nintysix thousand, and Swan's majority
was seventy thuuud. But eleven
counties hi lite State of the eighty-nine
gave Democratic - tnajimties. and they
weie all very small. The oppdSlliou.
loudly bonted that tbe Democrarr v. r
"crushed out" aud annihilated In 0'ii.
and could never make another rally
The Fusionists, in July, . 1905. m i U t
complete union upon a' State (i.A-l,
with exception of the offic. of l.vr.
nor, and even upon him the divi-i.m
was by no means formidable' 'VU-t
were. Derfecllv organized atl over th
S'at,md, encouraged by their gr a'
tory ot ISO 1, were in the best of pi riix,
me uemoracy on toe oilier band, .-m
demoralized by the desertion of mmiv f
(heir most trusted leaders to the tvi' v
Nothings and to the Abolitionists! i I
issues in the campaign were not bol
dly aud strictly dtflaed as they , shon I L
have been by the Democratic State Cim.
vention, and " the State- ticket Im.I
upon it two or three name? by.op means,
popular with the Democratic masses,
and in whose behalf it was impossible
to draw out a fijll vote. Under the.,
circumstances'the election came on.witii
the following result for Governor:
Chase, Abolitionist 140,01!
Medill, Democrat '-131,001
Trimble, Whig 24,310
Chase, although he had fifteen thn...
aand plurality over Medill, i in minior-
uy on tne popular vote fcbout nine thou -sand.
The nil of the State la mitt,.
small, the increase over last vear only
being about six or seven thousand, while
it is flftr thousand short of that r.u
at the last Pudental election. Oi
Lieutenant Governor the toi'o slau Is
Ford, Fusionist.. JG9.4 10
Myers, Democrat- 133,4b')
Ford's majority 35.051
The net Democratic cain since last
year Is, therefore forty-one thousand.
The Democratic vote which was onW
one hundred and nine thousand in 180 1,
has increased to one hundred and thirtv
three thousand in IS55 while the Fu
sion vote has fallen off from ono hun
dred aud eighiy-stx thousand to one
hundred sixty-nine thousand. Our vot
is only fourteen thousand less than it
was in 1853, when Medill was elected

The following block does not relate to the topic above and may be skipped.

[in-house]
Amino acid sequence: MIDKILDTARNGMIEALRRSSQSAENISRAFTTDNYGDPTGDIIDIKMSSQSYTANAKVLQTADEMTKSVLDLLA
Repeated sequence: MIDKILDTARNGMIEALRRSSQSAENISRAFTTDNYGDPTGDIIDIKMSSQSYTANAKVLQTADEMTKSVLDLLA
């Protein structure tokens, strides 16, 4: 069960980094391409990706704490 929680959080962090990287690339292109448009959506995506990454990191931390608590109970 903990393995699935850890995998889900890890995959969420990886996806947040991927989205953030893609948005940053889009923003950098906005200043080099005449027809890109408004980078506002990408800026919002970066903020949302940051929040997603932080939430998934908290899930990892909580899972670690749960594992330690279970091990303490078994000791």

by eleven thousand majority over all.
This shows that an inconsiderable num.
berofour men have deserted to tin
enemy.and that our organization retain
nine-tenths of its origntnal strength.
The fact that our vote should have in
creased twenty-four thousand within '.he
past year, and the Fusionists' diminish
ed seventeen thousand, is a most gratify
ing indication of the healthy reaction in
public sentiment which has beca-an I
is still going on.
Twenty-ttri eenntles gifB democrat
ic majority fo Myers over Ford. ett
being redeemed since last year; inclu
ded in the latter being some of the most
important in the State, such a Hamil
ton, Montgomery.Fairfield and Wayne.
Thirty-one counties now gives Medill
majorities oer Chase, Thirtytw.
counties have been carried by the Fx
sionists by meager majorities of from
one to less than five hundred each.---The
most of these letter will.nexl year,
be found "right side up," with Dem
ocrtic majoiities. Wheiever anything
like a full vote was polled this yet
aud contest made such, for Jinstanc,
as in the counties of Hamilton, Frank
lin and Montgomery the result was a
substantial Democratic trumph. On thn
contrary.the enemy obtained his major
ity in those regions of the State wern
only about two-thirds of the election
came to the polls. The entire Fuaiou
only equals what Tierce, Democrat, re
ceiredfor President in 1852. and there
is no doubt that, ao pSrfect was their
organization, nearly all their elector
were brought out, Even should tho
'fusion' combine on President next.'yraf,
wnicn we hold to be an improbable
event, we believe Ohio can de carried
easly by the Democracy. The naost of
those per-ons who voted for Trimble
this year will cast their suffrages for a
Democratic National President, rather
than see an Abolition-sentionalist suc
ceed, and that aloae will give us the
Upon a calm snrvey of the canvass,
all must admit that, for tha Dmoctcy
of Ohio to increase their vote twenty
four thousand in one year, and diminish
that of the enemy seventeen thousand
in the ame length of time, making a
Democratic gain of forty-one thonsand,
was, under the circumstances, doing as
well as we could reasonable expect.
Our principles are right our cause is
onward; and it will be but a brief per
iod befote the Democrat flag will once
more float triumph over the Buckeye
State. To succeed, we have only to
plant our selves firmly upon the Demo
cratic platform make no concessions
or compromises whatever with the ene
mies of any of its fundameutal articles,
but bodly take'issue with them upon
every point, and especially upon the
great questions of the day, which vital
ly affect the principles of civil and reli
gious Ubertyandihe p reset vauon of the.
The price of ;trearia-eti H-rta-1
Paris. It costs tbe treasurr fiurnnn
supply flour to the working classes, at
tne rate nxea uy government. Mun
icipalities, all throuch the -n.,nt. ...
votingheavy sums in charity, and de
vising waysatid means to raise money
and telive .distress. AtBrussels the
price of bread had aucrueni.,' Br it ;.
already considerable dearer than at
raris. At Madrid, a similar rise had
taken place, and one of tbe papers call
upon the authorities to inouire wih..
th bankers a-e not imposing upon the
public by coalition- - A calamitous
winter for the poor isanticinatd ;n Tf,..
Aud if shipments forJEurope continue
from this country, ther Ii every "pro
babilii ..that the . noof i'of -the -Uin,i
States will suffer JoA-breaefore- B.